societies, polities and economies. Anheier,
Glasius and Kaldor (2001, 17.)
17
  • What does that mean?
  • It is not just civil society organisations,
    individuals, networks working at the global level
  • But rather, the whole of organisations,individuals
    , networks with transnational elements in their
    line of work, partners and networks, or ideology
  • But they are not a homogeneous bunch!

18
  • The normative connotations of civil society
  • Trust, social capital
  • Active citizens in public affairs
  • Non-violent and resisting violence
  • Fostering public debate
  • Counter-hegemonic challenging the powerful
    championing the marginalised

19
  • Global civil society has yet more normative
    connotations
  • Being part of a global imagined community, a
    sense of connection
  • Belief in human rights, global social justice
    rather than just civil rights, justice for own
    citizens
  • Belief in global and shared responsibility for
    the environment, One World solutions, global
    governance
  • Challenging the winners, championing the losers,
    of globalisation

20
NGOs and global civil society
Normative concept
Descriptive concept
Global civil society
NGOs
Civil
NGOs
Society
Or even (!)
GCS
NGOs
NGOs
GCS
21
First international conference of the
Anti-Slavery Society, 1840
22
Part II The Political Economy of INGOs
23
(No Transcript)
24
Students for West Papua, Dublin
25
Before Globalisation
Country 1
Country 2
26
Retreat of the State. A combination of
globalisation, privatisation, NGO-isation.
Control?
S
S
Market
Civil society
Country 1
Country 2
27
Some Figures
Revenues of Relief and Development INGOs
bln 1980 1988 1999 Public 1.6 2.4 1.7 Private
3.6 4.5 10.7 Total 5.2 6.9 12.4 Clark, 2003,
130.
Number of INGOs 1981 1991 2001 9,789
17,826 24,797 Anheier and Themudo, 2002, 195.
NGOs with UN consultative status 1945 1965 1985 20
05 0 361 760 2,595 Glasius, Kaldor and
Anheier, 2005, Record 17, 421.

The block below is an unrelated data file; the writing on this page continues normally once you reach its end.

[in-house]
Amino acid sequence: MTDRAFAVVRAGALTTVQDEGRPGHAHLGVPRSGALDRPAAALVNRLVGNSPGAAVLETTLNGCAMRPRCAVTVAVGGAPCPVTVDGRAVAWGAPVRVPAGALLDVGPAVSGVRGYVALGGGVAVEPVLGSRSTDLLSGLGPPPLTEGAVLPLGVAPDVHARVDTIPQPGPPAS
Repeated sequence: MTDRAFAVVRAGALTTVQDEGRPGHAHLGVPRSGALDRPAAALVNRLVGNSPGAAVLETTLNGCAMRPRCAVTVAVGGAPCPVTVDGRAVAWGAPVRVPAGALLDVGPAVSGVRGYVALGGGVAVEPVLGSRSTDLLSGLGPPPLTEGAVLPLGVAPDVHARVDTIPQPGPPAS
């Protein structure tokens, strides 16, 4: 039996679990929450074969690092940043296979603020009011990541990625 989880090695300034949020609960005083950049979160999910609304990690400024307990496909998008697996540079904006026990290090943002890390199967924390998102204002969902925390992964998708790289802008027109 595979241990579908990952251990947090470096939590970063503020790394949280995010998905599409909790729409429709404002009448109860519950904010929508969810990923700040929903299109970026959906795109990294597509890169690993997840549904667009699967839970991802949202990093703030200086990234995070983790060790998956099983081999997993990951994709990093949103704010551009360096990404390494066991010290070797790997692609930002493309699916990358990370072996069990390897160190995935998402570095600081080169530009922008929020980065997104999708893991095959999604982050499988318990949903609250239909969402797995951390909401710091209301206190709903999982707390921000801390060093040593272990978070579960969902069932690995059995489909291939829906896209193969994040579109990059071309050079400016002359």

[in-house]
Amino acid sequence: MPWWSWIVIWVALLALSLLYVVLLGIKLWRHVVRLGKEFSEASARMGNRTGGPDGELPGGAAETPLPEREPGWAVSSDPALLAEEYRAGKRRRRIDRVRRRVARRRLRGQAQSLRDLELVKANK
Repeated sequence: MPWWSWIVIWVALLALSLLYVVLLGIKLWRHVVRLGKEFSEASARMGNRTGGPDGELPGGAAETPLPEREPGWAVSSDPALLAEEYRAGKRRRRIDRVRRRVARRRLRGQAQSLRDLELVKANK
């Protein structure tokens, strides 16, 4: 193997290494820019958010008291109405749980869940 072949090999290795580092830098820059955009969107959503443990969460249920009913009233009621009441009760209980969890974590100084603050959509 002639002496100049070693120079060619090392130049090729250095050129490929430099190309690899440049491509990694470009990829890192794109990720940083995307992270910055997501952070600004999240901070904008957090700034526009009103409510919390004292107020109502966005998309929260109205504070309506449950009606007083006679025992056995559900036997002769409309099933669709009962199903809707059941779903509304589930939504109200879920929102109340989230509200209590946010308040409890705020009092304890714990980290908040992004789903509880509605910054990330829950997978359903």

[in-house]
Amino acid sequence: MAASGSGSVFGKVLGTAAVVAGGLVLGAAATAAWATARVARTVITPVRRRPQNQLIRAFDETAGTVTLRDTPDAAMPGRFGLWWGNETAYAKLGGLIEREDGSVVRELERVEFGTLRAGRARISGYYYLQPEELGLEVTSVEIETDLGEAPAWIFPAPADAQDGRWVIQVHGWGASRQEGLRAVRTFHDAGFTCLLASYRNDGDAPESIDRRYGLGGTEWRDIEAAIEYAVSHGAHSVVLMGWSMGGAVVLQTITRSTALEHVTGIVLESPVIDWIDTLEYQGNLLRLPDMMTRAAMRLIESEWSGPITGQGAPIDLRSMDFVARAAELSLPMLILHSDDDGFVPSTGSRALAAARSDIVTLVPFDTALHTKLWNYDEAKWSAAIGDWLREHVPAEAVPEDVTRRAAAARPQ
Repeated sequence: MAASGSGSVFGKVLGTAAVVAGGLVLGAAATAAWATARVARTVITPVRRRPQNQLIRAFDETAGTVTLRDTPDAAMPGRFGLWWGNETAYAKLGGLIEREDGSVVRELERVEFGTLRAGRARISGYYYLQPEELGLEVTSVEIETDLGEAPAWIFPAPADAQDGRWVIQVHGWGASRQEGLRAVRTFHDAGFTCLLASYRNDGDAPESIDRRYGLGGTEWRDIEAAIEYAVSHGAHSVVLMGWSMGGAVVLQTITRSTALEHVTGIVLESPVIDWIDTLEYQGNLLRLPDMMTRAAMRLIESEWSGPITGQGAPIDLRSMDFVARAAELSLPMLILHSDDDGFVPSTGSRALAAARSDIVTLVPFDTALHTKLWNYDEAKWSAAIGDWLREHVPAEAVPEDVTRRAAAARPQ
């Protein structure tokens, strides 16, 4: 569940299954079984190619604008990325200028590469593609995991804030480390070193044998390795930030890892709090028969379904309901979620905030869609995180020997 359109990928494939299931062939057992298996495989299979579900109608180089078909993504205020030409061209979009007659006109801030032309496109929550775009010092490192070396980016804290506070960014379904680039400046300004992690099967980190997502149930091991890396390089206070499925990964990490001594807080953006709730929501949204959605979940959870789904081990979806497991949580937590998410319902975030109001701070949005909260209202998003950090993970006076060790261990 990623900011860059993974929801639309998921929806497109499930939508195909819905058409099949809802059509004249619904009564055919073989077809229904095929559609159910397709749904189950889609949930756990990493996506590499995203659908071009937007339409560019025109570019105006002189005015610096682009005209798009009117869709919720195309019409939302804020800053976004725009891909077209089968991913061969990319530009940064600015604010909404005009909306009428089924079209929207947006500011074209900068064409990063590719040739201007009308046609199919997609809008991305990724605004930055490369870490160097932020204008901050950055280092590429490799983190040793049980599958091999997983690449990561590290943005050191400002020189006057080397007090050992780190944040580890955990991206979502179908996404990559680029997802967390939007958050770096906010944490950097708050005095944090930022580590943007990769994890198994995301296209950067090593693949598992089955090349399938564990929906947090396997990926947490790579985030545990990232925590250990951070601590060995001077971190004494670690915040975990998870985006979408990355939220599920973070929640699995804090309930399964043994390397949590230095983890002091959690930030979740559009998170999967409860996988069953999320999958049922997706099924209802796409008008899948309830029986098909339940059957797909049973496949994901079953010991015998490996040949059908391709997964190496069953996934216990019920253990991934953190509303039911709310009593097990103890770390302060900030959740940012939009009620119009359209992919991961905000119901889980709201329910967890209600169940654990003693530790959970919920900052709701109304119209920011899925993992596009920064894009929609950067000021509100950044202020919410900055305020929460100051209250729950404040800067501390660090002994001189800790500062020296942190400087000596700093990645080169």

28
  • Globalisation has changed the organisational
    environment for NGOs. New Opportunities
  • Retreat of states and decline of party politics
  • Expanded private and institutional donations
  • Major reductions in communication costs
  • More democracy, freedom of expression and
    freedom of assembly
  • Lindenberg and Bryant, 2001, 9
  • Anheier and Themudo, 2002, 198.

29
  • New problems
  • External
  • More complex and diverse cultural, political and
    economic environment
  • Relations with diverse constituencies and
    stake-holders
  • Managing different legal and fiscal systems
  • Complex international funding environment
  • Internal
  • Transnational governance structure must be clear
    on responsibilities, line management and
    enforcement
  • Need to develop a common mission and language
    within the organisation
  • Structure that remains accountable to dispersed
    membership and reflects diversity

30
Different Solutions
  • Member consultation
  • One vote per member (Amnesty)
  • One vote per country (FOEI)
  • Headquarters
  • Move to South (Civicus, ActionAid)
  • Split HQ (World Rainforest Movement)
  • Ring structure (Panos)
  • Boards
  • More Southern and female (ActionAid)
  • Regional sub-boards (HRW)
  • Forms of organisation
  • Unitary organisation (HRW)
  • Partnerships (Christian Aid)
  • Federations (IFRC)
  • Confederations (Oxfam Int)
  • Networks (YES!)

31
  • 1990s move from service-delivery to advocacy
  • Macro-explanations
  • Political party activism declines,
    decision-making power seeps away from national
    level
  • development encounters international politics
  • Micro-explanations
  • NGO staff increasingly frustrated by lack of
    macro-impact of their work on development
  • Northern NGOs need new role capacity-building
    and advocacy

32
advocate an intercessor or defender one who
pleads the cause of another advocacy the
function of an advocate a pleading for
Chambers Twentieth Century Dictionary   advocat
es plead the cause of others or defend a cause or
proposition Keck and Sikkink, 1998, 8.
33
What can be the basis for NGO advocacy? -
representation           - moral conviction
(values)          - experience/expertise
34
  • Representation speaking for
  • Problems
  • constituency
  • procedure
  • time
  • money

35
  • Some solutions
  • transparency about procedures or lack thereof
  • networks
  • accompaniment
  • Deeper problem What does it mean to represent?
    To speak on behalf of?